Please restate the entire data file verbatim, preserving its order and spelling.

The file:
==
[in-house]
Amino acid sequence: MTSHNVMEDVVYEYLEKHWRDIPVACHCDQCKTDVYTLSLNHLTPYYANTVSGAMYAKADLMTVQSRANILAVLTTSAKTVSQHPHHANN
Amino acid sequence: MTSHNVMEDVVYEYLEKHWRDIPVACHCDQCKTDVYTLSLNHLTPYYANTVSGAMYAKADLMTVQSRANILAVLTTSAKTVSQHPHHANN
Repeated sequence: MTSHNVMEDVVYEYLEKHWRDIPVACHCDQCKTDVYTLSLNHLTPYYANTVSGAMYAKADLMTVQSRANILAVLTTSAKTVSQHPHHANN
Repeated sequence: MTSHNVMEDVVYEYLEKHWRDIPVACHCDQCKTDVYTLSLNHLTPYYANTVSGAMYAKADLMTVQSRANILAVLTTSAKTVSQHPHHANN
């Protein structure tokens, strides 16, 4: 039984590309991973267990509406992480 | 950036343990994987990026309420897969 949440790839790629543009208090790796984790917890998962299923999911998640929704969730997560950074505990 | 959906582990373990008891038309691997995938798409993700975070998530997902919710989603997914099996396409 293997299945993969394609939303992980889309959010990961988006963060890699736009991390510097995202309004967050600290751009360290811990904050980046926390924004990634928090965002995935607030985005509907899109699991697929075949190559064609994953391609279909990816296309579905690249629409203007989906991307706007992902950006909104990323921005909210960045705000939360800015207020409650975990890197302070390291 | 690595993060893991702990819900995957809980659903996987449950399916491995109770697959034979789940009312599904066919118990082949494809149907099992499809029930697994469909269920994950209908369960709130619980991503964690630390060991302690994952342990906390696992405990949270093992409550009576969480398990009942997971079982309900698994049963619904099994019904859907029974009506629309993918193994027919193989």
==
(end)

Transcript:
[in-house]
Amino acid sequence: MTSHNVMEDVVYEYLEKHWRDIPVACHCDQCKTDVYTLSLNHLTPYYANTVSGAMYAKADLMTVQSRANILAVLTTSAKTVSQHPHHANN
Amino acid sequence: MTSHNVMEDVVYEYLEKHWRDIPVACHCDQCKTDVYTLSLNHLTPYYANTVSGAMYAKADLMTVQSRANILAVLTTSAKTVSQHPHHANN
Repeated sequence: MTSHNVMEDVVYEYLEKHWRDIPVACHCDQCKTDVYTLSLNHLTPYYANTVSGAMYAKADLMTVQSRANILAVLTTSAKTVSQHPHHANN
Repeated sequence: MTSHNVMEDVVYEYLEKHWRDIPVACHCDQCKTDVYTLSLNHLTPYYANTVSGAMYAKADLMTVQSRANILAVLTTSAKTVSQHPHHANN
């Protein structure tokens, strides 16, 4: 039984590309991973267990509406992480 | 950036343990994987990026309420897969 949440790839790629543009208090790796984790917890998962299923999911998640929704969730997560950074505990 | 959906582990373990008891038309691997995938798409993700975070998530997902919710989603997914099996396409 293997299945993969394609939303992980889309959010990961988006963060890699736009991390510097995202309004967050600290751009360290811990904050980046926390924004990634928090965002995935607030985005509907899109699991697929075949190559064609994953391609279909990816296309579905690249629409203007989906991307706007992902950006909104990323921005909210960045705000939360800015207020409650975990890197302070390291 | 690595993060893991702990819900995957809980659903996987449950399916491995109770697959034979789940009312599904066919118990082949494809149907099992499809029930697994469909269920994950209908369960709130619980991503964690630390060991302690994952342990906390696992405990949270093992409550009576969480398990009942997971079982309900698994049963619904099994019904859907029974009506629309993918193994027919193989």